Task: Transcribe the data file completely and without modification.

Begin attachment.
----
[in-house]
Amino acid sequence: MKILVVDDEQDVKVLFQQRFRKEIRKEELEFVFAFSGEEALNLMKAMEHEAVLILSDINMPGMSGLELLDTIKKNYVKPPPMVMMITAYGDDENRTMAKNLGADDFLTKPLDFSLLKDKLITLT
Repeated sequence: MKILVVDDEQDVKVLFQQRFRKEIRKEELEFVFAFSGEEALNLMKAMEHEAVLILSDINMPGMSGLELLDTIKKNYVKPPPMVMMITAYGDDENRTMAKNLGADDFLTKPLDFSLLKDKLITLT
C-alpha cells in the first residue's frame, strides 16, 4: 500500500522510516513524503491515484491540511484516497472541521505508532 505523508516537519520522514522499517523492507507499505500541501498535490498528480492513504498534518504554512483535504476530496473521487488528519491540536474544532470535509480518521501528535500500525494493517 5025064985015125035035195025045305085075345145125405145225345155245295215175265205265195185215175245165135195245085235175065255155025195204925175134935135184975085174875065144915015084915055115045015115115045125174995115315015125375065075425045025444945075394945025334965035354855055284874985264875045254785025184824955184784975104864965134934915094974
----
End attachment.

[in-house]
Amino acid sequence: MKILVVDDEQDVKVLFQQRFRKEIRKEELEFVFAFSGEEALNLMKAMEHEAVLILSDINMPGMSGLELLDTIKKNYVKPPPMVMMITAYGDDENRTMAKNLGADDFLTKPLDFSLLKDKLITLT
Repeated sequence: MKILVVDDEQDVKVLFQQRFRKEIRKEELEFVFAFSGEEALNLMKAMEHEAVLILSDINMPGMSGLELLDTIKKNYVKPPPMVMMITAYGDDENRTMAKNLGADDFLTKPLDFSLLKDKLITLT
C-alpha cells in the first residue's frame, strides 16, 4: 500500500522510516513524503491515484491540511484516497472541521505508532 505523508516537519520522514522499517523492507507499505500541501498535490498528480492513504498534518504554512483535504476530496473521487488528519491540536474544532470535509480518521501528535500500525494493517 5025064985015125035035195025045305085075345145125405145225345155245295215175265205265195185215175245165135195245085235175065255155025195204925175134935135184975085174875065144915015084915055115045015115115045125174995115315015125375065075425045025444945075394945025334965035354855055284874985264875045254785025184824955184784975104864965134934915094974